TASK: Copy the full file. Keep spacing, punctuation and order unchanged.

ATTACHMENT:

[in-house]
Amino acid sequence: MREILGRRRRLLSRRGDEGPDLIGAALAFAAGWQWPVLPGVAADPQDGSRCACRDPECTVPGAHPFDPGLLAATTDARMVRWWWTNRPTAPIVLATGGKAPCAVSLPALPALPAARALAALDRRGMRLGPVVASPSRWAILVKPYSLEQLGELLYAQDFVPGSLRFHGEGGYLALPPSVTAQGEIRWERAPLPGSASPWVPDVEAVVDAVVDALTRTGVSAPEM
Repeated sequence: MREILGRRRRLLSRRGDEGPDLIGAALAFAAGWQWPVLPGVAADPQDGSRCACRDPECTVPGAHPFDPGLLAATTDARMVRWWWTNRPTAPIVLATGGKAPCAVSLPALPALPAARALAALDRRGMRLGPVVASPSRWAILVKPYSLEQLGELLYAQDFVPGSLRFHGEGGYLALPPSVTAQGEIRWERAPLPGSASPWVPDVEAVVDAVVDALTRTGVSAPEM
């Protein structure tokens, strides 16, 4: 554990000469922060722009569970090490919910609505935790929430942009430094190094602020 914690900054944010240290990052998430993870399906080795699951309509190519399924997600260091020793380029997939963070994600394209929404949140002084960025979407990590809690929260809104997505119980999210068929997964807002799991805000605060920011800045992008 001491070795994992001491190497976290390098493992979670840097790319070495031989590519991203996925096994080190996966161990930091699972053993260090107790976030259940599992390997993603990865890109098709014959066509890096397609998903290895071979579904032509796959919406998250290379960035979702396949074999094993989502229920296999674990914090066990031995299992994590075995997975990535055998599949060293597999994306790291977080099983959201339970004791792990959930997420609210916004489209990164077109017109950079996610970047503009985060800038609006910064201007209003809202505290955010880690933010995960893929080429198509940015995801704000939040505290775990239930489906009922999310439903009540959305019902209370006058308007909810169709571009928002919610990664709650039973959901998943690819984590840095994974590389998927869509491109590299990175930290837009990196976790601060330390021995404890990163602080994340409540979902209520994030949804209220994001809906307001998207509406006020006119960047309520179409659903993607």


[in-house]
Amino acid sequence: MREILGRRRRLLSRRGDEGPDLIGAALAFAAGWQWPVLPGVAADPQDGSRCACRDPECTVPGAHPFDPGLLAATTDARMVRWWWTNRPTAPIVLATGGKAPCAVSLPALPALPAARALAALDRRGMRLGPVVASPSRWAILVKPYSLEQLGELLYAQDFVPGSLRFHGEGGYLALPPSVTAQGEIRWERAPLPGSASPWVPDVEAVVDAVVDALTRTGVSAPEM
Repeated sequence: MREILGRRRRLLSRRGDEGPDLIGAALAFAAGWQWPVLPGVAADPQDGSRCACRDPECTVPGAHPFDPGLLAATTDARMVRWWWTNRPTAPIVLATGGKAPCAVSLPALPALPAARALAALDRRGMRLGPVVASPSRWAILVKPYSLEQLGELLYAQDFVPGSLRFHGEGGYLALPPSVTAQGEIRWERAPLPGSASPWVPDVEAVVDAVVDALTRTGVSAPEM
């Protein structure tokens, strides 16, 4: 554990000469922060722009569970090490919910609505935790929430942009430094190094602020 914690900054944010240290990052998430993870399906080795699951309509190519399924997600260091020793380029997939963070994600394209929404949140002084960025979407990590809690929260809104997505119980999210068929997964807002799991805000605060920011800045992008 001491070795994992001491190497976290390098493992979670840097790319070495031989590519991203996925096994080190996966161990930091699972053993260090107790976030259940599992390997993603990865890109098709014959066509890096397609998903290895071979579904032509796959919406998250290379960035979702396949074999094993989502229920296999674990914090066990031995299992994590075995997975990535055998599949060293597999994306790291977080099983959201339970004791792990959930997420609210916004489209990164077109017109950079996610970047503009985060800038609006910064201007209003809202505290955010880690933010995960893929080429198509940015995801704000939040505290775990239930489906009922999310439903009540959305019902209370006058308007909810169709571009928002919610990664709650039973959901998943690819984590840095994974590389998927869509491109590299990175930290837009990196976790601060330390021995404890990163602080994340409540979902209520994030949804209220994001809906307001998207509406006020006119960047309520179409659903993607």